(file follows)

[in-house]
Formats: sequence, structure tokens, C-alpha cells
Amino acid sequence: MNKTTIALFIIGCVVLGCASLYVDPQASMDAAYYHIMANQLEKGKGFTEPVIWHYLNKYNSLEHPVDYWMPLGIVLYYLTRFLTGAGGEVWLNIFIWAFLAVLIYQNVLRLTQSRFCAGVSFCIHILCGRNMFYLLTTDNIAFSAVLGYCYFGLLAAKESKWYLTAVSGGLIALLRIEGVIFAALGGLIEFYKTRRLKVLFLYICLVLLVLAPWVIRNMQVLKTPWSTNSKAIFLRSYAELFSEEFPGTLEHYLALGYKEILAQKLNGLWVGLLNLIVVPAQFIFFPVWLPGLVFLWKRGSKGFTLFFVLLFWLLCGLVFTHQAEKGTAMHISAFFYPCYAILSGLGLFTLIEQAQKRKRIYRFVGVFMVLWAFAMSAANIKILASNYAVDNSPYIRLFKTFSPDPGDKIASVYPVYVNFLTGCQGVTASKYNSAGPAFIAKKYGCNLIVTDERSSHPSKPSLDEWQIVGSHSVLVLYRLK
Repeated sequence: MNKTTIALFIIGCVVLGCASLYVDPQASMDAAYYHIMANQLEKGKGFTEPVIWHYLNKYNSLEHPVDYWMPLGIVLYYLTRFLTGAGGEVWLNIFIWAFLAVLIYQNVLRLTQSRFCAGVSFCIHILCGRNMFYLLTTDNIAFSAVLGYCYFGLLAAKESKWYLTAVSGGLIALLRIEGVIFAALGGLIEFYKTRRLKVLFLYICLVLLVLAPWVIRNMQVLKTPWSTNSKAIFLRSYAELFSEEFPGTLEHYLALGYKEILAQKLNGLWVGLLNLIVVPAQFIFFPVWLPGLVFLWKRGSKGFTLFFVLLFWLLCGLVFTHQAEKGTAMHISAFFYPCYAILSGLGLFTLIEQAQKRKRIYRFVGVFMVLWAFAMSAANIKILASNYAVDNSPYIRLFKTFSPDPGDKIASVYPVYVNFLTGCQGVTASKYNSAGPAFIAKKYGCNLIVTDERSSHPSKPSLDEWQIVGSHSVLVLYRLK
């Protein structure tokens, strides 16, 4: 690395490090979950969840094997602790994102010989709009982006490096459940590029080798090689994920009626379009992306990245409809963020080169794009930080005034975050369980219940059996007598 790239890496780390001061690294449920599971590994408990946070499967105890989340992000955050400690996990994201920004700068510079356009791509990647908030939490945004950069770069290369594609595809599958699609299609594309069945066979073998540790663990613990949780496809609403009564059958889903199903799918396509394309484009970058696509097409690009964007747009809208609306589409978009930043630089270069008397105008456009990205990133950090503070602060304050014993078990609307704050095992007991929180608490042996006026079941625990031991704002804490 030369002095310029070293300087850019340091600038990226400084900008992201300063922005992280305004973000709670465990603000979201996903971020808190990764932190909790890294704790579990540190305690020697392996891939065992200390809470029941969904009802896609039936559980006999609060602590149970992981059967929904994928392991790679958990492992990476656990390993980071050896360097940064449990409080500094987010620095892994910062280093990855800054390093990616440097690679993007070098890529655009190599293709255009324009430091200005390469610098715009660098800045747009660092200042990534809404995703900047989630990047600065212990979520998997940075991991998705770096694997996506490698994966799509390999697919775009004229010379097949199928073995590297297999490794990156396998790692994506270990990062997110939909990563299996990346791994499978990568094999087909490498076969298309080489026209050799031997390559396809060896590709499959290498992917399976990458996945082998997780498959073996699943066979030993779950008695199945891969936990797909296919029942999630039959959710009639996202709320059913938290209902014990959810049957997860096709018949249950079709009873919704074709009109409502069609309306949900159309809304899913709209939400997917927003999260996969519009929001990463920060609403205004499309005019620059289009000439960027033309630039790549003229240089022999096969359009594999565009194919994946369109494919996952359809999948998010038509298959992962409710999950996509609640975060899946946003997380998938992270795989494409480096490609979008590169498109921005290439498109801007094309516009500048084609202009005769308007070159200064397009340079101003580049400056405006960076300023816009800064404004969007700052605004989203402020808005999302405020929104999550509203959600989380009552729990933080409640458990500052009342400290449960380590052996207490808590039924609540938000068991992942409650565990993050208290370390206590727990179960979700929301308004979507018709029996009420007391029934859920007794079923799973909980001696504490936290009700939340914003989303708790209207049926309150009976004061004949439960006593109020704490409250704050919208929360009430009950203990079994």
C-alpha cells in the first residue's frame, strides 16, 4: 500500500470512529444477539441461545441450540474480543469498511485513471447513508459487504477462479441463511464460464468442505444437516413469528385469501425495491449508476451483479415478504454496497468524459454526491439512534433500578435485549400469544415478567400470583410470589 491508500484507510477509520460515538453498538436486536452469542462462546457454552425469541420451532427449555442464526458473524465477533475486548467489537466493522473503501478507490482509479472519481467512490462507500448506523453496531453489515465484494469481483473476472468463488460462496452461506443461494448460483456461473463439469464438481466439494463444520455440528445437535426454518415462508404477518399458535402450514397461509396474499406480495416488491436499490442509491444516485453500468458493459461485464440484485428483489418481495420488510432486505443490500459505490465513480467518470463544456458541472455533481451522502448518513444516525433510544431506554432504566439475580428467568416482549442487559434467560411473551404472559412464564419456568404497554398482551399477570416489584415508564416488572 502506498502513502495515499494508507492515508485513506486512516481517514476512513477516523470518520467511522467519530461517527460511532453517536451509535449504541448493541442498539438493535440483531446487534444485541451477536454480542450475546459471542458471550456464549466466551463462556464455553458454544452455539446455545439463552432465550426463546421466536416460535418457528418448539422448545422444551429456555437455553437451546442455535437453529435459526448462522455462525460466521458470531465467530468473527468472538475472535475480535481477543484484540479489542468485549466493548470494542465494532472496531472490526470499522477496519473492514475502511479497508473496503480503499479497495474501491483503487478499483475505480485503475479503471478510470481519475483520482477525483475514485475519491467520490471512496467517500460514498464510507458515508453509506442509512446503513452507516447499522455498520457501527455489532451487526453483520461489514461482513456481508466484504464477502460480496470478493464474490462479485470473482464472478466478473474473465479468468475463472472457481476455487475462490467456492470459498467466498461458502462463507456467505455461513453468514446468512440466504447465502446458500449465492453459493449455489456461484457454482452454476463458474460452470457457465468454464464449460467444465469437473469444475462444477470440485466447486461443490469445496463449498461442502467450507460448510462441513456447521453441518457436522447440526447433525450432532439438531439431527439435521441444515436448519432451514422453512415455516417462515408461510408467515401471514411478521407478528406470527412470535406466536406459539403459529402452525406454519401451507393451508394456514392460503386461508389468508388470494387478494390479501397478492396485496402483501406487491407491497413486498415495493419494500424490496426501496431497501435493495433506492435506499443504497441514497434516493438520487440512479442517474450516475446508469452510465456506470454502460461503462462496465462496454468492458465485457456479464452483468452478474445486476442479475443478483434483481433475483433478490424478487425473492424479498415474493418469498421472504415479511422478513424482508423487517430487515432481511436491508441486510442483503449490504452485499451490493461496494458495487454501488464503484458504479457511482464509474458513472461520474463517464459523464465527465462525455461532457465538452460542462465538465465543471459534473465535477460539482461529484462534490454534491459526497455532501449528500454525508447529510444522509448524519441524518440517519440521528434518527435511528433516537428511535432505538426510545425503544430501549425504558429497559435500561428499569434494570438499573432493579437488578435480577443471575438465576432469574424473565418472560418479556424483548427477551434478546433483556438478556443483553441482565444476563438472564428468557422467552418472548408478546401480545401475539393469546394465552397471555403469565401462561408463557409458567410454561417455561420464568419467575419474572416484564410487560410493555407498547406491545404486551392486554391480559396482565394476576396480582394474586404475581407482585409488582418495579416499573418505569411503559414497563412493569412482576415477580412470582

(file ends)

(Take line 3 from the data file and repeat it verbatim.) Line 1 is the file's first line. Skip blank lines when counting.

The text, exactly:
Amino acid sequence: MNKTTIALFIIGCVVLGCASLYVDPQASMDAAYYHIMANQLEKGKGFTEPVIWHYLNKYNSLEHPVDYWMPLGIVLYYLTRFLTGAGGEVWLNIFIWAFLAVLIYQNVLRLTQSRFCAGVSFCIHILCGRNMFYLLTTDNIAFSAVLGYCYFGLLAAKESKWYLTAVSGGLIALLRIEGVIFAALGGLIEFYKTRRLKVLFLYICLVLLVLAPWVIRNMQVLKTPWSTNSKAIFLRSYAELFSEEFPGTLEHYLALGYKEILAQKLNGLWVGLLNLIVVPAQFIFFPVWLPGLVFLWKRGSKGFTLFFVLLFWLLCGLVFTHQAEKGTAMHISAFFYPCYAILSGLGLFTLIEQAQKRKRIYRFVGVFMVLWAFAMSAANIKILASNYAVDNSPYIRLFKTFSPDPGDKIASVYPVYVNFLTGCQGVTASKYNSAGPAFIAKKYGCNLIVTDERSSHPSKPSLDEWQIVGSHSVLVLYRLK